We have seen that money simultaneously realises a given sum of prices comprising the motley purchases and sales which coexist in space, and that it changes places with each commodity only once. But, on the other hand, in so far as the movements of complete metamorphoses of commodities and the concatenation of these metamorphoses are reflected in the movement of money, the same coin realises the prices of various commodities and thus makes a larger or smaller number of circuits. Hence, if we consider the process of circulation in a country during a definite period, for instance a day, then the amount of gold required for the realisation of prices and accordingly for the circulation of commodities is determined by two factors: on the one hand, the sum total of prices and, on the other hand, the average number of circuits which the individual gold coins make. The number of circuits or the velocity of money circulation is in its turn determined by, or simply reflects, the average velocity of the commodities passing through the various phases of their metamorphosis, the speed with which the metamorphoses constituting a chain follow one another, and the speed with which new commodities are thrown into circulation to replace those that have completed their metamorphosis. Whereas during the determination of prices the exchange-value of all commodities is nominally turned into a quantity of gold of the same value and in the two separate transactions, M—C and C—M, the same value exists twice, on the one hand in the shape of commodities and on the other in the form of gold; yet gold as a medium of circulation is determined not by its isolated relation to individual static commodities, but by its dynamic existence in the fluid world of commodities. The function of gold is to represent the transformation of commodities by its changes of place, in other words to indicate the speed of their transformation by the speed with which it moves from one point to another. Its function in the process as a whole thus determines the actual amount of gold in circulation, or the actual quantity which circulates.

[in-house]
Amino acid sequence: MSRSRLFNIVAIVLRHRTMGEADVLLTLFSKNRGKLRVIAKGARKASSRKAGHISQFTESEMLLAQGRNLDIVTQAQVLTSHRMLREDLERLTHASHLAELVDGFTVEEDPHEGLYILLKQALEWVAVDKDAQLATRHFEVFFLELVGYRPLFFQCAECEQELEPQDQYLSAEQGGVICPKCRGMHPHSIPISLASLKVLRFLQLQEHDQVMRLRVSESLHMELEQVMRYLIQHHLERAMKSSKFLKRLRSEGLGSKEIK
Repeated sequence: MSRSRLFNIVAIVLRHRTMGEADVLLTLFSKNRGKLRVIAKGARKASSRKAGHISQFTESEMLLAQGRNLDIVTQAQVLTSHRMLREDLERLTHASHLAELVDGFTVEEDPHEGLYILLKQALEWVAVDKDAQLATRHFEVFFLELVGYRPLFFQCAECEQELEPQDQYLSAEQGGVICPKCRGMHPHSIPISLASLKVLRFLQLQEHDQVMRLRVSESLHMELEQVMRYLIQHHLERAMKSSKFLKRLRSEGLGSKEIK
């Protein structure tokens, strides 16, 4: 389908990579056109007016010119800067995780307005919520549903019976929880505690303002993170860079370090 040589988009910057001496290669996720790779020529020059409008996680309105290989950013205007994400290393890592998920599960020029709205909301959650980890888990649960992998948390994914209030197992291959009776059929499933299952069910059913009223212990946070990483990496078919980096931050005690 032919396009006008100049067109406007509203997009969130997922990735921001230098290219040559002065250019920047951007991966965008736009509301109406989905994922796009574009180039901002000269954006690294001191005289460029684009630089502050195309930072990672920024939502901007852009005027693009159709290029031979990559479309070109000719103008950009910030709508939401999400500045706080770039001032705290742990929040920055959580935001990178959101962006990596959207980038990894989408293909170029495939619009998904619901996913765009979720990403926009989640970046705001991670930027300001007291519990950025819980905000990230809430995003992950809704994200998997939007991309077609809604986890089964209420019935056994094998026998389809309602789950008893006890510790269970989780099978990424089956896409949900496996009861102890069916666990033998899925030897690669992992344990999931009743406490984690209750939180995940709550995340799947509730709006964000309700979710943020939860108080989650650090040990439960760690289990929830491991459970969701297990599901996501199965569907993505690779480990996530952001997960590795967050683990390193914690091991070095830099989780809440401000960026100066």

Commodity circulation is the prerequisite of money circulation; money, moreover, circulates commodities which have prices, that is commodities which have already been equated nominally with definite quantities of gold. The determination of the prices of commodities presupposes that the value of the quantity of gold which serves as the standard measure, or the value of gold, is given. According to this assumption, the quantity of gold required for circulation is in the first place determined therefore by the sum of the commodity-prices to be realised. This sum, however, is in its turn determined by the following factors: 1. the price level, the relative magnitude of the exchange-values of commodities in terms of gold, and 2. the quantity of commodities circulating at definite prices, that is the number of purchases and sales at given prices.  If a quarter of wheat costs 60s., then twice as much gold is required to circulate it or to realise its price as would be required if it cost only 30s. Twice as much gold is needed to circulate 500 quarters at 60s. as is needed to circulate 250 quarters at 60s. Finally only half as much gold is needed to circulate 10 quarters at 100s. as is needed to circulate 40 quarters at 50s. It follows therefore that the quantity of gold required for the circulation of commodities can fall despite rising prices, if the mass of commodities in circulation decreases faster than the total sum of prices increases, and conversely the amount of means of circulation can increase while the mass of commodities in circulation decreases provided their aggregate prices rise to an even greater extent. Thus excellent investigations carried out in great detail by Englishmen have shown that in England, for instance, the amount of money in circulation grows during the early stages of a grain shortage, because the aggregate price of the smaller supply of grain is larger than was the aggregate price of the bigger supply of grain, and for some time the other commodities continue to circulate as before at their old prices. The amount of money in circulation decreases, however, at a later stage of the grain shortage, because along with the grain either fewer commodities are sold at their old prices, or the same amount of commodities is sold at lower prices.